Aside from Madoka Magica (arguably), Fractale is surely the winter season's most talked about series prior to its airing, with the usual excitement reserved for noitaminA scheduled shows topped with what sounded like an intriguing concept worked on by some top-notch (and in some cases decidedly unexpected) staff.
Fractale certainly wastes little time in introducing us to its 22nd century world, and a land where seeing and communicating with other real people is pretty much a thing of the past. No, this isn't thanks to Twitter, but rather via the ability for people to use "Dopplers"; what effectively appear to be AI replicas of real people, given some kind of bizarre avatar and a capability to appear, disappear and interact with their surrounding environment at will. This is all good and well, and has various uses from parenting through to trading illegal goods and so on, with the former proving the case when it comes to our protagonist Clain, a young boy who is bored yet somewhat satisfied with his lot in this world where everyone is provided with enough to get by, and a lad who has a fascination with old technology and the like.
This simple, effortless life looks set to be disrupted however, as Clain's peace is disturbed by the appearance of a girl flying some kind of weird contraption whilst being pursued by another trio of characters in an equally odd flying machine. Eventually, the girl in question leaps from her craft to evade her pursuers, and it's at this point that Clain steps in to rescue her and help her to tend to her wounds. From here, we learn that the girl's name is Phryne, although we really learn little else about this mysterious lass as she has to evade her would-be captors once again, before leaving Clain with an interesting gift which looks set to take up the focus within episode two most likely.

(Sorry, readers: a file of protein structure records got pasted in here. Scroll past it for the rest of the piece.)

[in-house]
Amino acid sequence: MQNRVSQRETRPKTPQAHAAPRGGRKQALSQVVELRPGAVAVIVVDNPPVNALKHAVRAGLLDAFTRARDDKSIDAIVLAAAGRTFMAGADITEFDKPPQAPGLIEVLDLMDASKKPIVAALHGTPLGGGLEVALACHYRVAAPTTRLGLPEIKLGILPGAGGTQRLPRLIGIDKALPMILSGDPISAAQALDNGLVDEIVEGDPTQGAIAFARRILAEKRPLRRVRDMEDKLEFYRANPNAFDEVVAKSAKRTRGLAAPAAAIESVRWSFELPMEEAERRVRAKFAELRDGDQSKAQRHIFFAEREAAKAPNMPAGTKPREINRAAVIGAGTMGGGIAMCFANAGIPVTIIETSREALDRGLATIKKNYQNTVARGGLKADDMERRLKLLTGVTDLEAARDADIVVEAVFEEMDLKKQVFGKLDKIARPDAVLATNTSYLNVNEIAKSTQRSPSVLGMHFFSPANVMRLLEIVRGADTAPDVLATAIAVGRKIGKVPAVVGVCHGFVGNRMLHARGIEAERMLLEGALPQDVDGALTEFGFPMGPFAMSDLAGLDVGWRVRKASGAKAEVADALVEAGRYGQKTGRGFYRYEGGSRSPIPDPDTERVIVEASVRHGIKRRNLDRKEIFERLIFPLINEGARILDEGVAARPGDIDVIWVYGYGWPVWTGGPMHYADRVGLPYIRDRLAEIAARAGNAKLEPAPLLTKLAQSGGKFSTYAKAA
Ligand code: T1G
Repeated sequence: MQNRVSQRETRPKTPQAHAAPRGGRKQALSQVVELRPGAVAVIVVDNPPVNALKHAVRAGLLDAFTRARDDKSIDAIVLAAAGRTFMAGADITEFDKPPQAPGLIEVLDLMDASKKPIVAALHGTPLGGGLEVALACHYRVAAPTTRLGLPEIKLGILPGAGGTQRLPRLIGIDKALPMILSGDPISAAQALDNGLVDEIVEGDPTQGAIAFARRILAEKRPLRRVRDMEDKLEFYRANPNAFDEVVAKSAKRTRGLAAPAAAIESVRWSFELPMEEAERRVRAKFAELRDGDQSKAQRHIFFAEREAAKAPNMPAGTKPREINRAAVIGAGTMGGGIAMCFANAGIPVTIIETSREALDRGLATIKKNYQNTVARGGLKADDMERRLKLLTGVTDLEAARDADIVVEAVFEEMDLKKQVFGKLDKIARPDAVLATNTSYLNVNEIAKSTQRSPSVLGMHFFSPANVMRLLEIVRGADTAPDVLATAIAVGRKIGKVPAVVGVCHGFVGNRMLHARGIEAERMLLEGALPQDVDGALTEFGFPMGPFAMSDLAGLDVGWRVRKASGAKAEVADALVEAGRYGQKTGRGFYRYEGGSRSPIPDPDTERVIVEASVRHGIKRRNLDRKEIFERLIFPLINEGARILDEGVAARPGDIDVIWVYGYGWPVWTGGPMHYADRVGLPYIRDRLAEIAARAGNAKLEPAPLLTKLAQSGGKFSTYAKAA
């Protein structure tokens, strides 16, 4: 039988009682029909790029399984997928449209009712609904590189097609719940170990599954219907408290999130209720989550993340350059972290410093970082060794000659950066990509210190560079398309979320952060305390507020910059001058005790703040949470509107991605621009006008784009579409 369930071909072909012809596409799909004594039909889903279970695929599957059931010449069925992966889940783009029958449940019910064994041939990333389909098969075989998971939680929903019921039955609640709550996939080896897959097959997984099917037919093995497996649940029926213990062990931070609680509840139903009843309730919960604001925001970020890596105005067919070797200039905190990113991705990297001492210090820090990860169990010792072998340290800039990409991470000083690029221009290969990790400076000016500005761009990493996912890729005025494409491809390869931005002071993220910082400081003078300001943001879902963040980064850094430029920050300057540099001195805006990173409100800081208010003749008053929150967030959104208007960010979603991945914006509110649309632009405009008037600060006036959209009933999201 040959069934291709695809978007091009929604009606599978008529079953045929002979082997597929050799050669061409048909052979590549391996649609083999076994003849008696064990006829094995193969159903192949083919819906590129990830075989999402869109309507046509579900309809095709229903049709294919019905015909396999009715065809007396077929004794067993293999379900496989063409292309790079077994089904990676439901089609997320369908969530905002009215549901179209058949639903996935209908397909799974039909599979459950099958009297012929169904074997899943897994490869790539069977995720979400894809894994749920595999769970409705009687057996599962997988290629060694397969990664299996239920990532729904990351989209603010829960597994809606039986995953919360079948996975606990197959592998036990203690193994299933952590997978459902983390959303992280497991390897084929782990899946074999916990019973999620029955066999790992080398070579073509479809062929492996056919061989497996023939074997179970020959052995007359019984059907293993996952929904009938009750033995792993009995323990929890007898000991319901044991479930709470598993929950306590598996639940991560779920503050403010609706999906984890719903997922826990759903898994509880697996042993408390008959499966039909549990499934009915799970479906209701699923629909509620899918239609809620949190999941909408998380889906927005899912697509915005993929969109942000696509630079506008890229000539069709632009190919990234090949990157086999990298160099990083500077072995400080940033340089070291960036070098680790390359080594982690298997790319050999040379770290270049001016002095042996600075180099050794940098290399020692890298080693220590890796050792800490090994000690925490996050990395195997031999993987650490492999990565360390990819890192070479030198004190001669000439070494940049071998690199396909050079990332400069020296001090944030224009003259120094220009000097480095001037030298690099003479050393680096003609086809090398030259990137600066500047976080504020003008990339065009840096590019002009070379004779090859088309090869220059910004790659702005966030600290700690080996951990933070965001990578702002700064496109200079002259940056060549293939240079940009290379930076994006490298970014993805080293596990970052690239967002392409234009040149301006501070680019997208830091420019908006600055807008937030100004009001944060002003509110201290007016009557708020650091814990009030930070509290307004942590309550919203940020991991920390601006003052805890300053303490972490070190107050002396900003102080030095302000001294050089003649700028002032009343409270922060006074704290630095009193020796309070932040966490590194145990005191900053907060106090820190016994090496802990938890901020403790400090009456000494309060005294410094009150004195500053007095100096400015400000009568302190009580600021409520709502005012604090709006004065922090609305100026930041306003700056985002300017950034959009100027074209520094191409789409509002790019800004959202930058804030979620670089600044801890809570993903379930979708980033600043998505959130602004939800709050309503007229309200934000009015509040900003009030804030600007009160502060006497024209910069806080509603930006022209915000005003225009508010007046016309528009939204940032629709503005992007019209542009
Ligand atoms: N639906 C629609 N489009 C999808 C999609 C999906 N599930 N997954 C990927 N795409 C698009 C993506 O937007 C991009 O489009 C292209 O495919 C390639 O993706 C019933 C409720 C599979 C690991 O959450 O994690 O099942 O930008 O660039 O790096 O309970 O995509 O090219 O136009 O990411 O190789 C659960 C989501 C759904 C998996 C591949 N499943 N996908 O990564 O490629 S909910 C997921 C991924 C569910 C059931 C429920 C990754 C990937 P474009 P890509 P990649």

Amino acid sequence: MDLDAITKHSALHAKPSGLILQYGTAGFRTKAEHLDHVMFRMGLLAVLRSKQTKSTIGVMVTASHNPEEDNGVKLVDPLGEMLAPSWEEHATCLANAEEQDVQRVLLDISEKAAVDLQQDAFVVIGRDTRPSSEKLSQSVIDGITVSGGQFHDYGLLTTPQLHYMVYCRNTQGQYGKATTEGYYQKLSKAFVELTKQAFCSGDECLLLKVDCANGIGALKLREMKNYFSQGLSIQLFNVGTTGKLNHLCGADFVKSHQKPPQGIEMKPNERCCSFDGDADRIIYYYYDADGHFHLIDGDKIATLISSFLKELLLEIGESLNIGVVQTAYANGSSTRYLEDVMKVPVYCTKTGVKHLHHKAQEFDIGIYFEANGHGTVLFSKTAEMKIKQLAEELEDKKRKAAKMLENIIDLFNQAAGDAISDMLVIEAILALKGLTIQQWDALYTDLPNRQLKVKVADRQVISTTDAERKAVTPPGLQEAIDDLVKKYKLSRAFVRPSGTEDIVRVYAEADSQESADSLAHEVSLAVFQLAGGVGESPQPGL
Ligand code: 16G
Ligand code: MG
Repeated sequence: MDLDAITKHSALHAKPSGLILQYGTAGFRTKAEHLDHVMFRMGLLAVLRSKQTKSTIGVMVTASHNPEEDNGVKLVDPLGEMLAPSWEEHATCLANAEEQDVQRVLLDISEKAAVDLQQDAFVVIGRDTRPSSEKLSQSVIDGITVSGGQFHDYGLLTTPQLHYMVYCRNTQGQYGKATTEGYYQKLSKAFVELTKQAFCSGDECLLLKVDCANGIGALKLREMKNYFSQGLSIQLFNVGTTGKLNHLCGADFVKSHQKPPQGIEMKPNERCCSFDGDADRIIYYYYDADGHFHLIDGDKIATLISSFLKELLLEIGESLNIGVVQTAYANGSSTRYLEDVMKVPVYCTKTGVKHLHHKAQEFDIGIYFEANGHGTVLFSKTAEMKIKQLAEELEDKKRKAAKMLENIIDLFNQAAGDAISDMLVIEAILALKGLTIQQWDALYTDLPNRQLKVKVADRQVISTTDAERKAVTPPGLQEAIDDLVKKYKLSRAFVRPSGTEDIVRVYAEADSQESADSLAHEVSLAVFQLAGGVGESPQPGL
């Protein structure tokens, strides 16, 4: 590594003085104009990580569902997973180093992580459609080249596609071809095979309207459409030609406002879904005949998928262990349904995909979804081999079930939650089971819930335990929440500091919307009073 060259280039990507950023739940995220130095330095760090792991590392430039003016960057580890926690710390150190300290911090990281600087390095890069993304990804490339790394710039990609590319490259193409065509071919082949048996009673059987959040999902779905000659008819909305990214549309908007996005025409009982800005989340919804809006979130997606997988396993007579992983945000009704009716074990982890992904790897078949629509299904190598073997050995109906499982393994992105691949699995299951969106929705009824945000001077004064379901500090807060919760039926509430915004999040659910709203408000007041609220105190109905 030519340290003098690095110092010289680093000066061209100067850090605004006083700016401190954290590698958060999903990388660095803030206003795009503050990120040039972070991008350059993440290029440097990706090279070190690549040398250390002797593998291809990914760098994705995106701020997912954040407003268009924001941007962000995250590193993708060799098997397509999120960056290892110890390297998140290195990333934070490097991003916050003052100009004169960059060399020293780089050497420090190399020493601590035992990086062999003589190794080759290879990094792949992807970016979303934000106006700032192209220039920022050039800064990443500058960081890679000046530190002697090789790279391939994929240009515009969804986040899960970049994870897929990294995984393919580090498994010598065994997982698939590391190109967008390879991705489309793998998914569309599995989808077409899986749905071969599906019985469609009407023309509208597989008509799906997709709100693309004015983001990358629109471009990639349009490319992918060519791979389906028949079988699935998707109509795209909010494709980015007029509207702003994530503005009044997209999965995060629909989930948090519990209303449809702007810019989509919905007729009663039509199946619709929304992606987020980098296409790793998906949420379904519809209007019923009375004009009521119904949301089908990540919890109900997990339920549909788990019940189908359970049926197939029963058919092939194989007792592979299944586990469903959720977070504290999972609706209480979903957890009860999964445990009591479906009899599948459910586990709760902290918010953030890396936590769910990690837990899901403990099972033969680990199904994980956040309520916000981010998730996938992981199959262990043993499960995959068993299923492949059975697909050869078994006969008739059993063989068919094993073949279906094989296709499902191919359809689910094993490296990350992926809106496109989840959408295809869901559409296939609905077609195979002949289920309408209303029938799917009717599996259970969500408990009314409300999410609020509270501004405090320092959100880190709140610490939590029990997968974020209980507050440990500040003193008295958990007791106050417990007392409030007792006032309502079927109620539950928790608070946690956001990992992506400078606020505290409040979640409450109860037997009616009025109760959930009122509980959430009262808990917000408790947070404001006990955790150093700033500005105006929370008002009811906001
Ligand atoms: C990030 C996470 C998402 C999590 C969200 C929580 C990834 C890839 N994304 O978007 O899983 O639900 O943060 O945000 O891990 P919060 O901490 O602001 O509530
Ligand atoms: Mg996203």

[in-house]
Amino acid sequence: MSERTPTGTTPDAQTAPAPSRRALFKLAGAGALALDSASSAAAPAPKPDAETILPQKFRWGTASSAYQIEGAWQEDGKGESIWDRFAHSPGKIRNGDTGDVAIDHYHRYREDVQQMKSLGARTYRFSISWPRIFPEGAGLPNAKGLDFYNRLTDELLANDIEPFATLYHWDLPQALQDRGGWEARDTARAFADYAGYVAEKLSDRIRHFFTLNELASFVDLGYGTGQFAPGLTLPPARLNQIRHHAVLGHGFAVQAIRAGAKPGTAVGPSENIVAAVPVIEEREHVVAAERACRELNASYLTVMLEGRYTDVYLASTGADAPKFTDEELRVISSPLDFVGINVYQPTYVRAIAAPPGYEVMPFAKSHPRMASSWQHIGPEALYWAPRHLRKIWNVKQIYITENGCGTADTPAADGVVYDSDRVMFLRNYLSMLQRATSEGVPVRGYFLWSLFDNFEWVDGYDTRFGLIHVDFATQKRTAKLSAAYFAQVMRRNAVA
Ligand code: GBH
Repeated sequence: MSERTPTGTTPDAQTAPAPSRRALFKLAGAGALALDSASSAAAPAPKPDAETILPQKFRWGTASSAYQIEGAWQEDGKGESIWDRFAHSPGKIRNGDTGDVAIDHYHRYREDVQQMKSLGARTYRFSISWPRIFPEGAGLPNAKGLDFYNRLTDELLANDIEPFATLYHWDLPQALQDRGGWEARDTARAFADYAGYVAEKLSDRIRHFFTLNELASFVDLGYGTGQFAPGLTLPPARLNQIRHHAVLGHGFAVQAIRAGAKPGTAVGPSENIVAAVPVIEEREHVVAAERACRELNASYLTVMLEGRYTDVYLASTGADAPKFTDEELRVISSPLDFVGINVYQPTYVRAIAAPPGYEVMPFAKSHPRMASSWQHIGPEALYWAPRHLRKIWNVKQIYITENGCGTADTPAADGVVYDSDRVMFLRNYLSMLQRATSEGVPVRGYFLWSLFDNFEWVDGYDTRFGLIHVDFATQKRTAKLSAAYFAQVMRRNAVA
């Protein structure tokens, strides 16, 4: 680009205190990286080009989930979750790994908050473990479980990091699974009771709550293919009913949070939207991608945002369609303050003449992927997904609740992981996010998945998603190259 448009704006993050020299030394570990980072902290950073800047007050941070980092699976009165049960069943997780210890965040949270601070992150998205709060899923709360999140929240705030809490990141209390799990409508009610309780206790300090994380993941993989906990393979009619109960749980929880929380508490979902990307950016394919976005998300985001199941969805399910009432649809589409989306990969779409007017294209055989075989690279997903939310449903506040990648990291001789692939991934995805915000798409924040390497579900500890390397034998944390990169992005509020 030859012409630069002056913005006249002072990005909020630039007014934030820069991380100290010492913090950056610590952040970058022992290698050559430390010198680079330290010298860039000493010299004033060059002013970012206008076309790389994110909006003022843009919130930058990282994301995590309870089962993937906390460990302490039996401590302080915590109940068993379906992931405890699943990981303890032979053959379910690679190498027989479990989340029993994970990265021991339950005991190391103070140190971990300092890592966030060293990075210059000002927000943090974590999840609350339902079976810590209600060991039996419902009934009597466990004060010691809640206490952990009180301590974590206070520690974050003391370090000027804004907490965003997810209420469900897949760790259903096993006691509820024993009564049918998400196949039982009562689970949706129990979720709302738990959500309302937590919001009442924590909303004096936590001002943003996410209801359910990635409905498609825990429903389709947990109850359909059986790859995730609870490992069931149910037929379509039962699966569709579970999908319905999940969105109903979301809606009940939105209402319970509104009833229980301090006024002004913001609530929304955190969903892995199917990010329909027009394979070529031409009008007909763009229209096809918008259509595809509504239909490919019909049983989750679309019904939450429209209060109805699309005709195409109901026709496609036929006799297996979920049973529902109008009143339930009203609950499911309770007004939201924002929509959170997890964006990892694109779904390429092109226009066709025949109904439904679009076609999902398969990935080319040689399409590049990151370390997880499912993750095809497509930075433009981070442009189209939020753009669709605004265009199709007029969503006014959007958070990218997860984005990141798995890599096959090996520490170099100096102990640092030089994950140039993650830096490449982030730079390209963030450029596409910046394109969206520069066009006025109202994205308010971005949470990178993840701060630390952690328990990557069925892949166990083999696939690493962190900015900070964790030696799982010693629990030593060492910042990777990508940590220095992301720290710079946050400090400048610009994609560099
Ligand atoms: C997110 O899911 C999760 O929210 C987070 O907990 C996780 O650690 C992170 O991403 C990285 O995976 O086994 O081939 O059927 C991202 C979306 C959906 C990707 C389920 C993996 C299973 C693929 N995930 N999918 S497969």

Let's get this initial comment on Fractale's opener out of the way immediately: "Oooh, it looks a bit Ghibli-esque, doesn't it?". Although you've probably heard this a thousand times already, it does stand up as a valid comment - the shows setting has just the kind of feeling you might expect from a Miyazaki-directed piece, its general "vibe" certainly feels like something that could come from that studio, and let's face it Phryne's introduction could have been lifted straight out of Nausicaa of the Valley of the Wind. Now we've got that out of the open, perhaps we can discuss Fractale on its own terms, and judging by this first episode is certainly seems well and truly deserving of such a treatment. Although some of its minor elements seem frivolous (why not make Dopplers look like they're real-life counterparts if you have so much technology at hand?), these never detract from the almost indescribable feeling that this is something special. Despite its influences this feels fresh, by TV anime terms at least, while this episode and its characters never ceases to be entertaining even though we're far from clued in on what the show is building up to at this point in time.
It's never a good idea to judge an entire series on its first episode, so I'm not going to risk looking foolish by calling this out as the best show of the winter 2011 season by some distance, but it certainly has more than enough in its locker to force these words from my lips (or rather, from my keyboard) in a couple of months time.